On Conan Doyle: Or, The Whole Art of Storytelling (Writers on Writers)
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A passionate lifelong fan of the Sherlock Holmes adventures, Pulitzer Prize-winning critic Michael Dirda is a member of The Baker Street Irregulars--the most famous and romantic of all Sherlockian groups. Combining memoir and appreciation, On Conan Doyle is a highly engaging personal introduction to Holmes's creator, as well as a rare insider's account of the curiously delightful activities and playful scholarship of The Baker Street Irregulars.
On Conan Doyle is a much-needed celebration of Arthur Conan Doyle's genius for every kind of storytelling.
was that several years went by before I happened upon a copy of The Poison Belt (1913) in a Mexico City bazaar, during a post–high-school graduation road trip. It was a relatively chintzy paperback and also included the two late Challenger short stories, “When the World Screamed” (1928) and “The Disintegration Machine” (1929). I opened the book with considerable anticipation. Certainly, The Poison Belt begins well, neatly blending the familiar bluster, slapstick, and suspense. Professor
cattle. It was a very strange affair, one combining obvious racial animosity, vicious practical jokes, and considerable police prejudice. When he learned of the case, Conan Doyle suspected that a serious wrong had occurred and so launched a scrupulous investigation of his own, until at last he felt that “it was an insult to my intelligence to hold out any longer against the certainty that there had been an inconceivable miscarriage of justice.” His articles about the case, later published as a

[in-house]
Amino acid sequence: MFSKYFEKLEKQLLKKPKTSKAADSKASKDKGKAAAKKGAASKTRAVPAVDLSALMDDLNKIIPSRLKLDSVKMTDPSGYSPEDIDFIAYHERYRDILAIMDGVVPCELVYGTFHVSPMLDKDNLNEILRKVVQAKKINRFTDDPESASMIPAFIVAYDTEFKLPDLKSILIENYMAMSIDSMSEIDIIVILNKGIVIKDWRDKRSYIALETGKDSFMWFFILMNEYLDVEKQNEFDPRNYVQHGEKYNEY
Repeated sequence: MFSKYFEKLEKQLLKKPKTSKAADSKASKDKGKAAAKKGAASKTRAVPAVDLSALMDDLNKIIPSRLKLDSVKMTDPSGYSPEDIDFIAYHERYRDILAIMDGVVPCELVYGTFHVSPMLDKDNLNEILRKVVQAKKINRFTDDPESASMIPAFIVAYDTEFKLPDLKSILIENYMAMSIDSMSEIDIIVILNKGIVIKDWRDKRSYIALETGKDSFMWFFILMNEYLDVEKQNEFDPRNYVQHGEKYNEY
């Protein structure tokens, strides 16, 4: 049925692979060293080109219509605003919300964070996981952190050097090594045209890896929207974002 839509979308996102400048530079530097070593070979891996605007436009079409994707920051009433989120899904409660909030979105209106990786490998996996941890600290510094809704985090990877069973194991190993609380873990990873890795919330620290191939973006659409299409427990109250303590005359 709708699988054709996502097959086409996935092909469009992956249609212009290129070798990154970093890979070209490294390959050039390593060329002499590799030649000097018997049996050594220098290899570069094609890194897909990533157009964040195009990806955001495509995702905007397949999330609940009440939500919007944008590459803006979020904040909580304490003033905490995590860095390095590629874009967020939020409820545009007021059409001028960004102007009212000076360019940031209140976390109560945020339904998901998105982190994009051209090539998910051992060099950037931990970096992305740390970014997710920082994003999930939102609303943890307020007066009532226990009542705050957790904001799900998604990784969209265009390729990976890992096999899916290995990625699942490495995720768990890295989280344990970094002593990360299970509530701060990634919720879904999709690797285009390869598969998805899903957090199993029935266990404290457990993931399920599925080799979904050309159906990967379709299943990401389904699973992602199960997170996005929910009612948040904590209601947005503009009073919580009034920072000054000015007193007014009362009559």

Grice Pattersons in the Island of Uffa.” That odd word “in” provides the key. All in all, Sherlockian enthusiasts suddenly might be found anywhere. For a year or two I corresponded with the novelist Paul Horgan about our mutual fondness for the gossipy letters between publisher Rupert Hart-Davis and his old tutor George Lyttelton. After Horgan sent me a copy of his anthology Maurice Baring Restored, I began to seek out that neglected author’s fiction and nonfiction. Thus it was that I discovered
compels Frank to admit that he had cared for other women before he met her. How many precisely? Frank confesses to having been almost continuously infatuated with one woman or another since adolescence. Oh, really! Maude then discloses that she too has had “experiences.” Once she was left alone with a gentleman who had come to visit her mother. In short order, he had kissed her and she had kissed him back, and then he had asked her to sit upon his knee. “Yek!” exclaims Frank, appalled and
Watson. As a boy, I obviously knew nothing of Joseph Bell and little more of Arthur Conan Doyle. What mattered was simply that the Sherlock Holmes stories were even better than Tarzan movies and Green Lantern comics. Let me add that this was no mean feat. Nonetheless, the dark day inevitably dawned when I had read everything that Dr. Watson had recorded about his friend. What could I turn to next? Would I ever again discover any stories even half so good? And how would I ever find them? My